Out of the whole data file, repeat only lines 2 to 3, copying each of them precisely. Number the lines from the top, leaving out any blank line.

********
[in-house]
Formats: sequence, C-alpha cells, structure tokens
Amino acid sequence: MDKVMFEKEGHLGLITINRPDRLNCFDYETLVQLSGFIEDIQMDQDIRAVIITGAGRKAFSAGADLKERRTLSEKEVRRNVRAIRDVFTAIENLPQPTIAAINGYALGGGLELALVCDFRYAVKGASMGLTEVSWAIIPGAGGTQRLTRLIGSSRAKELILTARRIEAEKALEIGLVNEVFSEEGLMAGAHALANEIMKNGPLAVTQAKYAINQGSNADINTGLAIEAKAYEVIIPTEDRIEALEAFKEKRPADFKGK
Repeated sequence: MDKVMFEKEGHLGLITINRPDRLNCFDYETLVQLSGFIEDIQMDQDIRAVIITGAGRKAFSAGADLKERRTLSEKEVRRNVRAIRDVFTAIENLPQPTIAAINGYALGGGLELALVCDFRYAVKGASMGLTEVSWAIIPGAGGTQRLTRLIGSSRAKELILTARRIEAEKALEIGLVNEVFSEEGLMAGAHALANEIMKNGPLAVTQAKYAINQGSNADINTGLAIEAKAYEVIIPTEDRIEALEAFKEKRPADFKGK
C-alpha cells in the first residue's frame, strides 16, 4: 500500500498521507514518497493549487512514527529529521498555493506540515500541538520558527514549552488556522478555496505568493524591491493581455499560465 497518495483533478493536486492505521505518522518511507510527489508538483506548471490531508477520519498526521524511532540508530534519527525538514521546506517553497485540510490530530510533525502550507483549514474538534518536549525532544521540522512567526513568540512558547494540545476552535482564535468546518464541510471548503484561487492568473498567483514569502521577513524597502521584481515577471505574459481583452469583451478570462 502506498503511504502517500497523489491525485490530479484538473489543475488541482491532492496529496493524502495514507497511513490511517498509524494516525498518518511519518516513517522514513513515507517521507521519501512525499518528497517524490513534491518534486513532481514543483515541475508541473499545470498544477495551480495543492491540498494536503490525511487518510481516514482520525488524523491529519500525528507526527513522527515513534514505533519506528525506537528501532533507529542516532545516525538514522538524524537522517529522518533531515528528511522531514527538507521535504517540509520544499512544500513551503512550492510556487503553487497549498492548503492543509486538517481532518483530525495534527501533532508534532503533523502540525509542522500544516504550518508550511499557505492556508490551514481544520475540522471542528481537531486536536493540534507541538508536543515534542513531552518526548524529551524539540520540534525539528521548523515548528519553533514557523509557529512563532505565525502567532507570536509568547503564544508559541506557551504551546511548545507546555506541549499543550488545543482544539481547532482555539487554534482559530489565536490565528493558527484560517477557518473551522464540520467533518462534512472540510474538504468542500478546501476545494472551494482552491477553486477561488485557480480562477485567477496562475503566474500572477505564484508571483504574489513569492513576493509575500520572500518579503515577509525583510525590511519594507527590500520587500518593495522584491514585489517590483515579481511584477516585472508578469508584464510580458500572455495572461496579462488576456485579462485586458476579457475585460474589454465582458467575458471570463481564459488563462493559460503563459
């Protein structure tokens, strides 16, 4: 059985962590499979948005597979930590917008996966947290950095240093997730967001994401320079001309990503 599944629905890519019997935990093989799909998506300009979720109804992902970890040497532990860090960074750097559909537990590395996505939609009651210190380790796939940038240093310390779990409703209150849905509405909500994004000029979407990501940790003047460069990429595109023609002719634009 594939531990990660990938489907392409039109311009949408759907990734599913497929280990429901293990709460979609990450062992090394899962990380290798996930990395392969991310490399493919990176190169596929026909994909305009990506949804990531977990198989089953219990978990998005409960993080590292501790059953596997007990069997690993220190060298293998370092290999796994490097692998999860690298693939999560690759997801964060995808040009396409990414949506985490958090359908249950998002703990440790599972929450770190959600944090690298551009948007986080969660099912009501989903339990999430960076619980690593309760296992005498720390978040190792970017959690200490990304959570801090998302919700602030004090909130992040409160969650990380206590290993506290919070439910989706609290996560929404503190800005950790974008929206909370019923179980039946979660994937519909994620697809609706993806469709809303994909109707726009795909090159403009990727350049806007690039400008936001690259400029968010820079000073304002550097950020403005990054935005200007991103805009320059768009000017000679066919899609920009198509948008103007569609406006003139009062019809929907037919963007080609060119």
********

Formats: sequence, C-alpha cells, structure tokens
Amino acid sequence: MDKVMFEKEGHLGLITINRPDRLNCFDYETLVQLSGFIEDIQMDQDIRAVIITGAGRKAFSAGADLKERRTLSEKEVRRNVRAIRDVFTAIENLPQPTIAAINGYALGGGLELALVCDFRYAVKGASMGLTEVSWAIIPGAGGTQRLTRLIGSSRAKELILTARRIEAEKALEIGLVNEVFSEEGLMAGAHALANEIMKNGPLAVTQAKYAINQGSNADINTGLAIEAKAYEVIIPTEDRIEALEAFKEKRPADFKGK